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Commonwealth Games 2002

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Saturday, 2 March, 2002, 11:01 GMT
CHOGM diary: Kitted out in bibs
Soldiers with mine detection equipment use a golf buggy for transport
Golf buggies: Preferred means of transport
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By the BBC's Robin Lustig at the Commonwealth summit

It comes as no surprise, in these tense, post 11 September days, that there is tight security at an international summit meeting attended by more than 30 heads of government.

But I wasn't quite expecting that it would take nearly an hour, accompanied by two official escorts, to get from the grandly-named Media Centre - which in reality is simply a very large tent - to the hotel where I was to meet the foreign minister of the Maldives.

First, we were kitted out in bright yellow bibs with a large number on the front, presumably so that we could be easily identified if we tried to escape. I was number 59.

Everywhere we saw soldiers, police officers and private security men

Then we and our escorts took a ride on a neat little motorised golf buggy which would transport us to the main summit hotel along private paths lined with security men.

We went through an airport-style metal detector and X-ray check.

Then we transferred onto a special bus to take us a couple of miles up the road to another hotel. Another security check, and another motorised golf buggy, this time to take us direct to the door of the minister's suite.

Outside stood a steely-eyed security officer with an ear-piece and, in the steamy heat of a Queensland afternoon, a somewhat inappropriate tweed jacket.

Australian fighter jet
Fighter jets are patrolling the Coolum skies
Everywhere we saw soldiers, police officers and private security men.

Overhead, helicopters clattered - and, so we were reliably informed, out of sight, high in the leaden tropical sky, F-18 fighter planes of the Australian air force were out on patrol, armed with air-to-air missiles and ordered to shoot down any aircraft with no business to be there.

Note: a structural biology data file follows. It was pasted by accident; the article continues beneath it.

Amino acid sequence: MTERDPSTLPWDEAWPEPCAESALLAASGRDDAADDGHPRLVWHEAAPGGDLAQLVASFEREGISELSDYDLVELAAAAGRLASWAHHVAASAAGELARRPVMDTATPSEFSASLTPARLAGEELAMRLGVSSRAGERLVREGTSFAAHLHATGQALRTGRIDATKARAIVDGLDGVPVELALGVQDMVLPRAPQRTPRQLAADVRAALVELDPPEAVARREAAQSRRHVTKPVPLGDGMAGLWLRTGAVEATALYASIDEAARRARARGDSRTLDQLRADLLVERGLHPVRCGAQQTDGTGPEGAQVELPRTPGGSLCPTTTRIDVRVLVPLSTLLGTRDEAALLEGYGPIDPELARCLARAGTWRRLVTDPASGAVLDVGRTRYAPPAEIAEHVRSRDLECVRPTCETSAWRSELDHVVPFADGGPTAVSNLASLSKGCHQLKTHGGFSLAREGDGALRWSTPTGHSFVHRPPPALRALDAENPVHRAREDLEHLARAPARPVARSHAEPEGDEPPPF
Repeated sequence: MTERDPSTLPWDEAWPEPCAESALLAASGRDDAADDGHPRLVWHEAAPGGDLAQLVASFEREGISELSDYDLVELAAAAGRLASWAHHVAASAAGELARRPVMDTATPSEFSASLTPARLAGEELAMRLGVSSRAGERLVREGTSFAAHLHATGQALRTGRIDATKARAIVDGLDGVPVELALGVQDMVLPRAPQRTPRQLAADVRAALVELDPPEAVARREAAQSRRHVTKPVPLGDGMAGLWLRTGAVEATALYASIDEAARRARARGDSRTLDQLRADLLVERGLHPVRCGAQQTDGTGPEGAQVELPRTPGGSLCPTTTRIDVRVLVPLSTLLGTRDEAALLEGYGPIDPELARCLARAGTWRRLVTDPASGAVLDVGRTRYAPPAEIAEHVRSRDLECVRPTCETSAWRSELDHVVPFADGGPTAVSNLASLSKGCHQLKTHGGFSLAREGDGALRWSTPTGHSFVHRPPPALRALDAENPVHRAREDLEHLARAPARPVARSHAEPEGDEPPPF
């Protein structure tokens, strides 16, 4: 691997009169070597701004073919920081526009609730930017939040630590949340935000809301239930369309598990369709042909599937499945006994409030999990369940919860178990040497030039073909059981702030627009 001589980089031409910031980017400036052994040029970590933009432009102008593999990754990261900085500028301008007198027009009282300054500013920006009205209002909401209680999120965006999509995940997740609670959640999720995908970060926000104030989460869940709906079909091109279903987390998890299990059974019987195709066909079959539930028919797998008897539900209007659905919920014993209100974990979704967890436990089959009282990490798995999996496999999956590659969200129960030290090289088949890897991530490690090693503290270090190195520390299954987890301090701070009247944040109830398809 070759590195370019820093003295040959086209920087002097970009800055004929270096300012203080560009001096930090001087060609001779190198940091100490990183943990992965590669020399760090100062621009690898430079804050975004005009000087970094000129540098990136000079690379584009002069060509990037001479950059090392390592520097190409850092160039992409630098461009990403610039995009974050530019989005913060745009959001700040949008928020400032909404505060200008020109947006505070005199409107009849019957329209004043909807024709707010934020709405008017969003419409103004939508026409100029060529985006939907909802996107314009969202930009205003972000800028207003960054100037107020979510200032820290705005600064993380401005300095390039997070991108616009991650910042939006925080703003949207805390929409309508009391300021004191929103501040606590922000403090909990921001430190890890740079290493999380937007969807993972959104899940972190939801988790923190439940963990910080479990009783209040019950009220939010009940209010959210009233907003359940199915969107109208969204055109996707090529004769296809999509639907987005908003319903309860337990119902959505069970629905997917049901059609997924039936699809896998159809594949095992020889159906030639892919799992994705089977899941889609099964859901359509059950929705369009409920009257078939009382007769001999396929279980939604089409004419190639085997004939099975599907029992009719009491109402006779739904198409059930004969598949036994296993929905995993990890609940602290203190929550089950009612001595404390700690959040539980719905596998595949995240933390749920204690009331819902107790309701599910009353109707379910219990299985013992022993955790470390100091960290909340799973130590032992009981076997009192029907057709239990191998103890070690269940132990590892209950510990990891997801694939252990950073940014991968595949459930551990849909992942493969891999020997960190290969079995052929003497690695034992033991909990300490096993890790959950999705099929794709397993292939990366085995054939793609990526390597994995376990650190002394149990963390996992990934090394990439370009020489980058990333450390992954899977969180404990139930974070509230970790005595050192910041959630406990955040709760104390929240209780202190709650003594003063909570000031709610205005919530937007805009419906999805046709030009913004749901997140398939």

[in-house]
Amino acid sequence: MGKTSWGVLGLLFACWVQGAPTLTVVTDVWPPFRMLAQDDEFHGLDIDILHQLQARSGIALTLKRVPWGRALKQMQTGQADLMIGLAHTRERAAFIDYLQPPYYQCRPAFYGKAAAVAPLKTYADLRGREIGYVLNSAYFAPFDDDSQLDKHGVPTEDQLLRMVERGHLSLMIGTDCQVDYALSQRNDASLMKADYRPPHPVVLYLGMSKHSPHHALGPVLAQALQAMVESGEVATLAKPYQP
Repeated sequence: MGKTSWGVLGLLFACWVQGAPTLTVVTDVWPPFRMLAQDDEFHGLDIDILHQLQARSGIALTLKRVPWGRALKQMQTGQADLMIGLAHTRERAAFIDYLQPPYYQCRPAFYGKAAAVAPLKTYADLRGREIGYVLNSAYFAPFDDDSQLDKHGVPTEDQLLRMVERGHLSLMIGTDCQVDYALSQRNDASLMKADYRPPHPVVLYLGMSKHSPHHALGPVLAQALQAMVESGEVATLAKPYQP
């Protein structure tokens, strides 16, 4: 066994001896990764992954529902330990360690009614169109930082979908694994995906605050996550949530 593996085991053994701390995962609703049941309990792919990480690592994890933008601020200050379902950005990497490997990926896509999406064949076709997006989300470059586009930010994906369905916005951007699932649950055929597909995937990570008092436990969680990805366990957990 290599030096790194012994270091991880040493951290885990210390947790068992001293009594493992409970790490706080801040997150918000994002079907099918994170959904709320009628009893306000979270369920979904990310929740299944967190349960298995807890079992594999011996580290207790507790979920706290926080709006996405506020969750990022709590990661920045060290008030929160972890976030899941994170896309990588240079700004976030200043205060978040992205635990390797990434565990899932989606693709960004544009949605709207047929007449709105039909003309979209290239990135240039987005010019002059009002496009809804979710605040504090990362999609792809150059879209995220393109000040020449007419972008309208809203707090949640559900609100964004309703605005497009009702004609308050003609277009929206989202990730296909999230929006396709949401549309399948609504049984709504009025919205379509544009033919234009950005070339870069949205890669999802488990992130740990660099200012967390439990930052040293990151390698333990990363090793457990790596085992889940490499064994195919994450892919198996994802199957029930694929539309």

The interview was the easy bit. The foreign minister was charming, if guarded in what he was prepared to say.

After nearly 25 years in the job, Fathulla Jameel knows how not to rock the boat.

Getting back to the media centre, as the heavens opened and a tropical storm crashed noisily up and down the coast, was an even bigger adventure than the outward journey.

Security men, it seems, do not like heavy rain - and by the time we eventually made it back, we were very wet.

Oh yes, and the media centre was leaking too.

UK Prime Minister Tony Blair
"If there was a free and fair election in Zimbabwe the opposition would win"
The Queen's opening address at Commonwealth Summit
"It is our very diversity that makes the Commonwealth strong"
Conference spokesman Joel Kibazo
"The Commonwealth is split on what measures to take"
See also:

01 Mar 02 | UK Politics
Blair urges action on Zimbabwe
28 Feb 02 | Africa
Mugabe rival sues over video
06 Feb 02 | Africa
Zimbabwe's climate of fear
01 Feb 02 | Country profiles
Quick guide: The Commonwealth
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